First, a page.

Vittorio De Sica’s the Bicycle Thief is undoubtedly one of the best pieces of Italian Neo Realist Cinema ever made. The movie, based in Post World War II Rome tells the humanistic story of a family man - Antonio (portrayed by Lamberto Maggiorani) and his struggle to survive and make ends meet. Using non-professional actors to portray the lives and emotions of ordinary working class men, suffering from poverty ‘The Bicycle Thief’ satisfies the basic features of Italian Neo Realism.
The story begins when Antonio who has been unemployed for several months is allotted a job of hanging posters. Antonio’s initial delight turns to sorrow when he finds that the job requires him to have a bicycle. Maria, his wife(portrayed by Lianella Carell) pawns their household linens so that they can reclaim from the same pawnshop a bicycle. The pawnbroker is seen climbing a huge tower with shelves filled with others’ linens which wordlessly drives home the extent of poverty in Italy.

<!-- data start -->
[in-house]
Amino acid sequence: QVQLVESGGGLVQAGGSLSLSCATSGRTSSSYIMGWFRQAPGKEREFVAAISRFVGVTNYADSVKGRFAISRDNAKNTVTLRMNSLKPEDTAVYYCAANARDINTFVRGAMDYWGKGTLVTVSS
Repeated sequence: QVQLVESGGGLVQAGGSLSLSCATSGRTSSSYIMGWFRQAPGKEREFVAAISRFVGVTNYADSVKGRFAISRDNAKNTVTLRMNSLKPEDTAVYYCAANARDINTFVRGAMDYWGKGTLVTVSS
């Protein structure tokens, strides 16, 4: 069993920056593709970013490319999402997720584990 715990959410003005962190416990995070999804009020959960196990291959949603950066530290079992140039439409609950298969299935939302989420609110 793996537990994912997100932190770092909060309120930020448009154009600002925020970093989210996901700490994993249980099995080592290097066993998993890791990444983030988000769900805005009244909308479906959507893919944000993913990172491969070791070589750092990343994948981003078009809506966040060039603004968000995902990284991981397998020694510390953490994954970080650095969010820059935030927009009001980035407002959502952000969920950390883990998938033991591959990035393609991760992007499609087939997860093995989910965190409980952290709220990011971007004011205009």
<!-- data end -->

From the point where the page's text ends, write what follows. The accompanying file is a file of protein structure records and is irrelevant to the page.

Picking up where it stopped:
Things start to look up for Antonio, but tragedy soon strikes when his bicycle is stolen on the very first day of his job by another desperate man. The police are little help and are unable to understand the importance of the bicycle for Antonio and his family. Thus starts a search for his bicycle throughout the streets of Rome aided by his young son Bruno.(played brilliantly by Enzo Staiola).
The father and son begin their search from the bicycle market hoping that the thief had sold it there. Unable to locate it there they continue their search. Fortune favors Antonio as he spots the bicycle thief again but he is unable to catch him. Antonio exhausts all avenues available to him, even seeking guidance from a fortune teller. His frustration accelerates as a result of his inability to retrieve his bike in spite of cornering the thief since there is a lack of evidence.
Throughout their search the dynamics of the relationship between father and son are a treat to watch. Bruno’s innocence...
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